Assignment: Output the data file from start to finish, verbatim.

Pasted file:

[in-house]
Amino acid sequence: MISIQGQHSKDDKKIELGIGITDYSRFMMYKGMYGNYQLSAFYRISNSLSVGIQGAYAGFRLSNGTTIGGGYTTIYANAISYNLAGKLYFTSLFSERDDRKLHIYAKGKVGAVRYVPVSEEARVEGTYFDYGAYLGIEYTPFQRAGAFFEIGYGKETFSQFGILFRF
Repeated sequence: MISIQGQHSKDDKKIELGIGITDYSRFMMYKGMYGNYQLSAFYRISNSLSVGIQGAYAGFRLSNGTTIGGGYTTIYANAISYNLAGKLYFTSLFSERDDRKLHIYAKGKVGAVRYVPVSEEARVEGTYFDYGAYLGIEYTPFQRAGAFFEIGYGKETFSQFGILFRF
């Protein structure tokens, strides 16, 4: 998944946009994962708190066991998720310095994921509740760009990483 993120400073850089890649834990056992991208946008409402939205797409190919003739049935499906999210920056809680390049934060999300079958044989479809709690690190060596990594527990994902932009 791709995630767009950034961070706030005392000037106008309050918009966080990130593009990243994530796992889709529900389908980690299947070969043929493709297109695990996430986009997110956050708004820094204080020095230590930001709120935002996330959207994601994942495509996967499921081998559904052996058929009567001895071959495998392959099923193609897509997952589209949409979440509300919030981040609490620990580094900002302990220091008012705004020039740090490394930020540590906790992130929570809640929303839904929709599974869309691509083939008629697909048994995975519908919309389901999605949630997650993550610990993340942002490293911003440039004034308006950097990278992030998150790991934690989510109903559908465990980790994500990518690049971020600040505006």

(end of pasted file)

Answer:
[in-house]
Amino acid sequence: MISIQGQHSKDDKKIELGIGITDYSRFMMYKGMYGNYQLSAFYRISNSLSVGIQGAYAGFRLSNGTTIGGGYTTIYANAISYNLAGKLYFTSLFSERDDRKLHIYAKGKVGAVRYVPVSEEARVEGTYFDYGAYLGIEYTPFQRAGAFFEIGYGKETFSQFGILFRF
Repeated sequence: MISIQGQHSKDDKKIELGIGITDYSRFMMYKGMYGNYQLSAFYRISNSLSVGIQGAYAGFRLSNGTTIGGGYTTIYANAISYNLAGKLYFTSLFSERDDRKLHIYAKGKVGAVRYVPVSEEARVEGTYFDYGAYLGIEYTPFQRAGAFFEIGYGKETFSQFGILFRF
């Protein structure tokens, strides 16, 4: 998944946009994962708190066991998720310095994921509740760009990483 993120400073850089890649834990056992991208946008409402939205797409190919003739049935499906999210920056809680390049934060999300079958044989479809709690690190060596990594527990994902932009 791709995630767009950034961070706030005392000037106008309050918009966080990130593009990243994530796992889709529900389908980690299947070969043929493709297109695990996430986009997110956050708004820094204080020095230590930001709120935002996330959207994601994942495509996967499921081998559904052996058929009567001895071959495998392959099923193609897509997952589209949409979440509300919030981040609490620990580094900002302990220091008012705004020039740090490394930020540590906790992130929570809640929303839904929709599974869309691509083939008629697909048994995975519908919309389901999605949630997650993550610990993340942002490293911003440039004034308006950097990278992030998150790991934690989510109903559908465990980790994500990518690049971020600040505006």